Dublin North Central Area Committee to hear from Dublin Cycling Campaign on Malahide QBC

In response to 4 submissions on the dangerous design of the route as it affects cyclists (from Dublin Cycling Campaign and 3 members of the Campaign including one from me), as well as concerns about the failure of the DTO to support removal of the Artane Roundabout, the Area Committee decided to defer the QBC route until their July meeting.  At the proposal of Cllr. Bronwen Maher (Green, Clontarf) the Dublin Cycling Campaign is to be invited to address the meeting.  There was long and confused debate.  The official from the Quality Bus Network office of the City Council was unhappy about these decisions and bizarrely suggested that there would be no reason for him to attend the July meeting.

I attach my email to the Councillors on the North Central  Area Cttee of Dublin City Council.

From: David Healy / Daithí Ó hÉalaithe [mailto:verdire@eircom.net]
Sent: 19 June 2006 19:46
To: Cllr Anne Carter; heney@oceanfree.net; Gerry Breen (cllr_gerry.breen@dublincity.ie); Larry O’Toole (cllr_larry.otoole@dublincity.ie); Niamh Cosgrave (cllr_niamh.cosgrave@dublincity.ie); Cllr Sean Kenny; Sean Paul Mahon (cllr_seanpaul.mahon@dublincity.ie); Tom Brabazon (cllr_tom.brabazon@dublincity.ie); Bronwen Maher (bronwen@eircom.net); Eibhlin Byrne (m/sdublin@hotmail.com); Killian Forde (killian@killianforde.com); Naoise O Muiri (campaign@naoise.ie); Paddy Bourke (pbourkelabour@eircom.net); Terence Flanagan
Subject: malahide road QBC

Dear colleagues,

Thank you for deferring this proposal to next month and inviting the Dublin Cycling Campaign to address your next meeting.  I just wanted to send a quick email to clarify some of the points which came up at the meeting.

Cllr. Bourke’s question: what are the main problems with the design?

In my view the three main problems are:

1.    Cycle lanes to the left of left-turning traffic.  This is a known
and widely recognised source of danger.  In recent years it has led to the deaths of a cyclist in collision with a truck at Annesley Bridge/East Wall Road and another cyclist in collision with a truck at Malahide Rd./Griffith Avenue.  In response to both deaths, the coroner’s jury recommended that Dublin City Council look at the design of the cycle lanes at these junctions.
report on inquest of Dante de Vere Padua at Annesley Bridge/East Wall
report on inquest of Maria Sonia Jimenez Martinez at Malahide Rd./Griffith Avenue

These requests appears to have been ignored.  I do not know whether legal action is being taken against the City Council in relation to the negligence involved in the road design at these locations, but I think there is definitely a prima facie case.

2.    Cycle lanes in “door zone”.  This is a known hazard and has been
done in a number of locations on the route, notably in Fairview.  It is only a matter of time until someone is killed by this. See
report on death of Dana Laird in Cambridge, Massachussets

3.    Width of cycle lanes and combined cycle/bus lanes.  The National Manual on Provision of Cycle Facilities sets a width of 4.5m and an absolute minimum of 4.25.  The design is much narrower than this.  Narrower lanes encourage motorists to pass cyclists where there isn’t room. If there isn’t room for a cycle lane matched to the conditions and speed of traffic it is better not to mark any cycle lane at all. Cllr O’Toole gave an instance of what happens in these circumstances.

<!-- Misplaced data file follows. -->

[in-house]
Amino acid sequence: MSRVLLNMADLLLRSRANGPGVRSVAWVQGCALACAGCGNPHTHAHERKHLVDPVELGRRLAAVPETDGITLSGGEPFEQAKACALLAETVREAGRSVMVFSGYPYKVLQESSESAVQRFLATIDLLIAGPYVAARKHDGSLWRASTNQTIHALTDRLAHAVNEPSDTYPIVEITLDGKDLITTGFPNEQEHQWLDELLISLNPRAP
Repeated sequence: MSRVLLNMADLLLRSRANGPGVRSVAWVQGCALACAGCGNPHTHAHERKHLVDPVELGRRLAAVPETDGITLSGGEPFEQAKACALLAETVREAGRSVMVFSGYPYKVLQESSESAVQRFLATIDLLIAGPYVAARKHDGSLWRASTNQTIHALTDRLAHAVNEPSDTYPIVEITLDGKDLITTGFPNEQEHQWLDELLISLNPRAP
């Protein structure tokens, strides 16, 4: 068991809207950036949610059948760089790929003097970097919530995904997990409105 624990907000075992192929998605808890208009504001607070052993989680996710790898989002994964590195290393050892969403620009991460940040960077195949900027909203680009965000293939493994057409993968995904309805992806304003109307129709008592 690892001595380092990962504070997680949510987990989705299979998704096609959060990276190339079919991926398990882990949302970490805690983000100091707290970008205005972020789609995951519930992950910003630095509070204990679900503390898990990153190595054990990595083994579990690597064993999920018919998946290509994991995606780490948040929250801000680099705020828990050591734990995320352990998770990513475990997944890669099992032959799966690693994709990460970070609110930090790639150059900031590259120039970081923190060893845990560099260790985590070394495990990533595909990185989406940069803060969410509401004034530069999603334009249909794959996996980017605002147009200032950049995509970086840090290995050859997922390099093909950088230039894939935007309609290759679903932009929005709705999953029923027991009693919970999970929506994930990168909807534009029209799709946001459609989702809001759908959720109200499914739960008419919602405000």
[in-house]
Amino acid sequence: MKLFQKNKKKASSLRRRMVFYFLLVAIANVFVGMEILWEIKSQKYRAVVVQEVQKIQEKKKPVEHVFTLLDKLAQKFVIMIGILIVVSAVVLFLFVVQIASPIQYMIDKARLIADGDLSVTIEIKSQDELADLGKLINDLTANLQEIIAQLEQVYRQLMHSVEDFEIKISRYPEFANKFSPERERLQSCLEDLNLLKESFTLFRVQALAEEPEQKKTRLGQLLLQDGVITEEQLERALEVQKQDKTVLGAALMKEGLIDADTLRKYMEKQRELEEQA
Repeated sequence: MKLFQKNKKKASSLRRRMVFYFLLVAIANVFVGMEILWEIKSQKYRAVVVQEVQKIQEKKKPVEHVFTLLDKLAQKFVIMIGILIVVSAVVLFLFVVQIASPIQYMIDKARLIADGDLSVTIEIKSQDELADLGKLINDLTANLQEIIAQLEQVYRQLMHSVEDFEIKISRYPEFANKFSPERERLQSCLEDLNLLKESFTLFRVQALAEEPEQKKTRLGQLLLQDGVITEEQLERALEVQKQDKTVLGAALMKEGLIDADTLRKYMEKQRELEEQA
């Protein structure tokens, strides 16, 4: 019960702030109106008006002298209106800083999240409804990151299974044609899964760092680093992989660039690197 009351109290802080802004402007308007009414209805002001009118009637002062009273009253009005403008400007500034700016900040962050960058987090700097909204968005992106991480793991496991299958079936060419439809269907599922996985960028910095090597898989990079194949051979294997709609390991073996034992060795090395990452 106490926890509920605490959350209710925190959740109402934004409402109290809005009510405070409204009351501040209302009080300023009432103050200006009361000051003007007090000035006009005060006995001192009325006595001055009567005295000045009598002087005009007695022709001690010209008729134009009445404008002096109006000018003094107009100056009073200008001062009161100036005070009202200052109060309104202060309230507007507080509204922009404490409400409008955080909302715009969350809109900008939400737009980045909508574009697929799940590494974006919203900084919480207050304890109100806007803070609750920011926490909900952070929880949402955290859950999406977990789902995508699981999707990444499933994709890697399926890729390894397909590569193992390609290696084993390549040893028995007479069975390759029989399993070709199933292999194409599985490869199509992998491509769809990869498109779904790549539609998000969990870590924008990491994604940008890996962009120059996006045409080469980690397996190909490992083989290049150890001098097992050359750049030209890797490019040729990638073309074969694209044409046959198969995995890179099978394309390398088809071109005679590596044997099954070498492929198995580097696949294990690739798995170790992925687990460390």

Cllr Breen’s question: What is the percentage of cyclists on this route?

Cyclists are 17% of the traffic crossing Newcomen Bridge between 8 and 9 am according to the City Council’s count.  This is the busiest of the canal crossings for this period. (Source)  This is the only location on the route where counts have been taken.

Mr. de Burca / Cllr O’Toole’s discussion: Whether it is better to have cycle tracks on the carriageway or off it.

This will depend on the conditions.  A cycle track such as that along the coast at Kilbarrack is excellent.  A cycle track on the footpath such as at North Strand brings cyclists into serious conflict with both pedestrians and turning motor vehicles.  I have suggested in my submission that north of the Artane junction there is space for a high-quality segregated cycle track on each side of the carriageway.

I attach a copy of my submission in relation to the route.

I hope these comments are of use,

Best wishes,


Councillor David Healy
Green Party/Comhaontas Glas
Howth ward / Dublin North East

01 8324087
54, Páirc Éabhóra, Beann Éadair
54, Evora Park, Howth

Re the coastal cycle track. I got a comment pointing out that it is not an excellent route. I accept that it is not a good idea for me or anyone to describe it as excellent.  By comparison with the appalling Malahide Rd route as exists or as proposed it is excellent and it is in that context that I made the comment.  However, there are significant flaws with the route and my comment is the kind of comment that could be misused at some stage.

The problems include the bins, steps and excavations on the route, also boulders at the causeway, too close to parking near the Clontarf pumping station, no route through Alfie Byrne Road junction, concrete walls jutting into the path at bus stops, inappropriate marking of two lanes (from Kilbarrack Rd. north) and lack of lighting which is likely to lead to collisions between cyclists.  I know there have been collisions between cyclists on this route; I don’t know if they are recorded.

A number of these flaws have been included in the design since it was first built

Fingal Councillors are trying to get ramps where the steps are, safely designed for cyclists and mobility-impaired users; also at the Sutton Park entrance where there is no access.